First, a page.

Releasing the grip 

A new non-profit takes aim at trapping

For a few harrowing minutes in July 2005, Huck knew exactly what it felt like to be in something else’s jaws. The 100-pound golden retriever/ Newfoundland mix was out for a run on National Forest land near the Clearwater River when his sprint was brought to a painful halt just 20 feet from the car.

“Huck was right beside me and all of the sudden he wasn’t,” recalls Kara McMahon, Huck’s human. “He let out a huge crying-for-help kind of yelp…and I turned around and he was just lying there on the ground.”

Huck had unwittingly stepped into a leghold trap intended to grab a furbearing critter of a different sort. Luckily, the trap nabbed only the first few inches of Huck’s hind paw, and Kara, who had never seen a trap before, was finally able to pry the jaws open enough for Huck to slip out. Ever since, Huck has walked with a limp.

It’s incidents like these that a new Missoula-based nonprofit organization called Footloose Montana is hoping to prevent.

“Our mission is to make public lands in Montana trap-free and safe for pets, wildlife and people,” says Anja Heister, Footloose president. “Why should I have to fear for the life of my dogs when I go recreate on public lands?”

The group is working to raise $20,000 to commission a poll examining Montanans’ attitudes towards trapping. Heister says the organization has already raised $15,000 and plans are underway to launch a 2008 ballot initiative campaign aimed at banning the practice. Eight states, including Arizona, Colorado, California and Washington, have already done so.

In the meantime, Footloose Montana is hosting “pet rescue workshops” to teach attendees how various traps work, and how to release them. The group is also gathering information on known traps and trap lines, which Heister plans to publish on the group’s website so recreational hikers will know which areas aren’t safe for off-leash pets.

The Montana Trappers Associa-tion’s Fran Buell, asked for comment,  says any effort to ban trapping would be vigorously opposed by the state’s trappers, as well as by organizations that employ trappers for predator control. Even so, she acknowledges, “We all feel badly when a non-target animal is caught. We feel badly for the owner because we know there’s a bond there.”

But while Heister knows trappers don’t set out to ensnare dogs and cats, she says the indiscriminate nature of leghold, Conibear and snare traps too often leads to tragic incidents involving family pets, deer fawns, elk calves, and even endangered species.

Trappers are only required to report the capture of endangered or threatened wildlife, such as the threatened Canada lynx, so no complete record of non-targeted species captures exists. According to Fish, Wildlife & Parks (FWP) officials, trappers reported four lynx captures over the last five years, with at least one of those animals dying in the trap. The other three were reportedly released.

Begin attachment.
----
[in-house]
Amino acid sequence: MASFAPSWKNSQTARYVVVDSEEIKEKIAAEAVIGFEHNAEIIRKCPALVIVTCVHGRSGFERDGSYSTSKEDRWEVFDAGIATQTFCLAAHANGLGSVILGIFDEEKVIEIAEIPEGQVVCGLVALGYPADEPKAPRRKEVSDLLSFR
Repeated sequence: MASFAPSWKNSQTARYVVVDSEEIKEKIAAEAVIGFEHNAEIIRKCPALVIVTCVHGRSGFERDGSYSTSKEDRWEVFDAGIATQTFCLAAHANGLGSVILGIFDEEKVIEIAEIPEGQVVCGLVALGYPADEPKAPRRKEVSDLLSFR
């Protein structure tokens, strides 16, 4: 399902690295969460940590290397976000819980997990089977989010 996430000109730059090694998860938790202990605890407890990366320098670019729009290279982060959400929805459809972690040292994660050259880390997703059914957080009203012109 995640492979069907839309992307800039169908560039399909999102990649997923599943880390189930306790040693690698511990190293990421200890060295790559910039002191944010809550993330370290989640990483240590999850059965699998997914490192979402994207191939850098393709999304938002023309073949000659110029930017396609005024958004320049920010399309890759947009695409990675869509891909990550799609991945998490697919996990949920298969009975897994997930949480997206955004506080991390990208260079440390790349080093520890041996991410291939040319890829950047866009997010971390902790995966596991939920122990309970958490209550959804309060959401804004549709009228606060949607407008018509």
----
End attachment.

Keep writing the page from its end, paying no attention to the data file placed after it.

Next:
Currently in Montana, pet owners have no legal recourse if their dog or cat is killed or injured by a legally set trap, and those traps could be almost anywhere on public land. Under existing regulations, traps can be set as close as 30 feet from the centerline of any road or public trail, and trappers have to walk only 300 feet from a trailhead before placing them. A push last summer to lengthen the distance between trailheads and traps from 100 feet to 1,000 feet was met with fierce resistance from the state’s trapping community. According to the minutes of the August 2006 FWP Commission meeting, some trappers who testified against the proposed 1,000-foot setback expressed little sympathy for dogs that might end up in their traps. Andy Wesier of the Montana Trapper’s Association stated, “If a dog gets in my trap 100 feet off the trailhead, he was 100 feet out of control, and it’s [the dog owner’s] fault and not mine.” Trapper Steve Lasar seconded that sentiment, saying, “If a dog is out of control, it is justifiable that it gets caught in a trap.”

Ultimately the commission settled on a 300-foot setback, a distance Heister and other anti-trapping advocates say is far too short.

Filip Panusz is well aware of the dangers posed by traps near trailheads. Panusz had just set off on a hike in the Valley of the Moon near Rock Creek last March when he heard a loud snap. Panusz rushed to the edge of the creek and found his border collie mix, Cupcake, strangling in the jaws of a powerful Conibear trap, probably set there to catch a beaver. In theory, Conibear traps are designed to snap down on an animal’s neck, breaking the spine immediately. In some cases the trap doesn’t strike true and the animal can linger in the trap for minutes or even days before suffocating, bleeding or starving to death.

Panusz tried desperately to pull the Conibear’s jaws off his pet’s neck, but he couldn’t figure out how the device worked. Standing waist deep in icy water, Panusz screamed for help as his dog’s body went limp in his arms.

Recalling that day months later, Panusz is still visibly shaken. He says he’s gone to pet rescue workshops sponsored by Footloose Montana and learned how to open a Conibear trap, but he’s uncertain even that knowledge would actually help him save a trapped animal.

“The truth is it probably took my dog 15 seconds to lose consciousness and he was probably gone in less than a minute,” Panusz says. “And if I’m in shock and I’m panicking, I’m not sure I would be able to do it in time.”

Panusz, who studied philosophy and wildlife biology at the University of Montana, says he’s reluctant to crusade against trapping. But if a ban on the practice makes it onto the ballot in 2008, he says, he’ll vote “yes.”
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